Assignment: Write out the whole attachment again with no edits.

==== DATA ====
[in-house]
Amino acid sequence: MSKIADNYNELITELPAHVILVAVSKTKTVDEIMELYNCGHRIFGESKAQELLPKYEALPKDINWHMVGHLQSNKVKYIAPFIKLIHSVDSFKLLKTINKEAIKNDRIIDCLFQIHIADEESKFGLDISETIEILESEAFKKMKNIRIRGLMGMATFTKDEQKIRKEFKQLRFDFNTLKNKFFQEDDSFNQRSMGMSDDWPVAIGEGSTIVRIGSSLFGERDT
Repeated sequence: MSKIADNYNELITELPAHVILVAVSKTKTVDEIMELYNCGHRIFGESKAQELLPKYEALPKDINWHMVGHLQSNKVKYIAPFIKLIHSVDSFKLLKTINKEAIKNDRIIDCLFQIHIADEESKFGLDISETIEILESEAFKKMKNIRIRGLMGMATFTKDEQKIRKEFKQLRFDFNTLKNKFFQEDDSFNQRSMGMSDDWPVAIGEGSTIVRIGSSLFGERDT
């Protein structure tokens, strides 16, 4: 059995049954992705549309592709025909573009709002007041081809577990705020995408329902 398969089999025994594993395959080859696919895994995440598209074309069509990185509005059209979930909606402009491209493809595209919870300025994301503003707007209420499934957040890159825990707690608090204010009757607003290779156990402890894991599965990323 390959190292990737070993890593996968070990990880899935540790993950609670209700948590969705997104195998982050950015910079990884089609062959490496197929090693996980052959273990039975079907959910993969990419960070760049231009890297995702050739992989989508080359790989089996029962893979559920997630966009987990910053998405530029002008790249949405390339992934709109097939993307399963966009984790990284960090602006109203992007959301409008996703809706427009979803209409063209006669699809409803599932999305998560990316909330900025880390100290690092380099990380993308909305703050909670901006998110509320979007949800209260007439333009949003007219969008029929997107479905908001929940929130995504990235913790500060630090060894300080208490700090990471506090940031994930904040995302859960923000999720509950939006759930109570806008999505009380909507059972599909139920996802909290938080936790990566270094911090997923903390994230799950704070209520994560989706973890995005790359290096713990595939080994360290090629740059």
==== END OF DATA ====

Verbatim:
[in-house]
Amino acid sequence: MSKIADNYNELITELPAHVILVAVSKTKTVDEIMELYNCGHRIFGESKAQELLPKYEALPKDINWHMVGHLQSNKVKYIAPFIKLIHSVDSFKLLKTINKEAIKNDRIIDCLFQIHIADEESKFGLDISETIEILESEAFKKMKNIRIRGLMGMATFTKDEQKIRKEFKQLRFDFNTLKNKFFQEDDSFNQRSMGMSDDWPVAIGEGSTIVRIGSSLFGERDT
Repeated sequence: MSKIADNYNELITELPAHVILVAVSKTKTVDEIMELYNCGHRIFGESKAQELLPKYEALPKDINWHMVGHLQSNKVKYIAPFIKLIHSVDSFKLLKTINKEAIKNDRIIDCLFQIHIADEESKFGLDISETIEILESEAFKKMKNIRIRGLMGMATFTKDEQKIRKEFKQLRFDFNTLKNKFFQEDDSFNQRSMGMSDDWPVAIGEGSTIVRIGSSLFGERDT
């Protein structure tokens, strides 16, 4: 059995049954992705549309592709025909573009709002007041081809577990705020995408329902 398969089999025994594993395959080859696919895994995440598209074309069509990185509005059209979930909606402009491209493809595209919870300025994301503003707007209420499934957040890159825990707690608090204010009757607003290779156990402890894991599965990323 390959190292990737070993890593996968070990990880899935540790993950609670209700948590969705997104195998982050950015910079990884089609062959490496197929090693996980052959273990039975079907959910993969990419960070760049231009890297995702050739992989989508080359790989089996029962893979559920997630966009987990910053998405530029002008790249949405390339992934709109097939993307399963966009984790990284960090602006109203992007959301409008996703809706427009979803209409063209006669699809409803599932999305998560990316909330900025880390100290690092380099990380993308909305703050909670901006998110509320979007949800209260007439333009949003007219969008029929997107479905908001929940929130995504990235913790500060630090060894300080208490700090990471506090940031994930904040995302859960923000999720509950939006759930109570806008999505009380909507059972599909139920996802909290938080936790990566270094911090997923903390994230799950704070209520994560989706973890995005790359290096713990595939080994360290090629740059």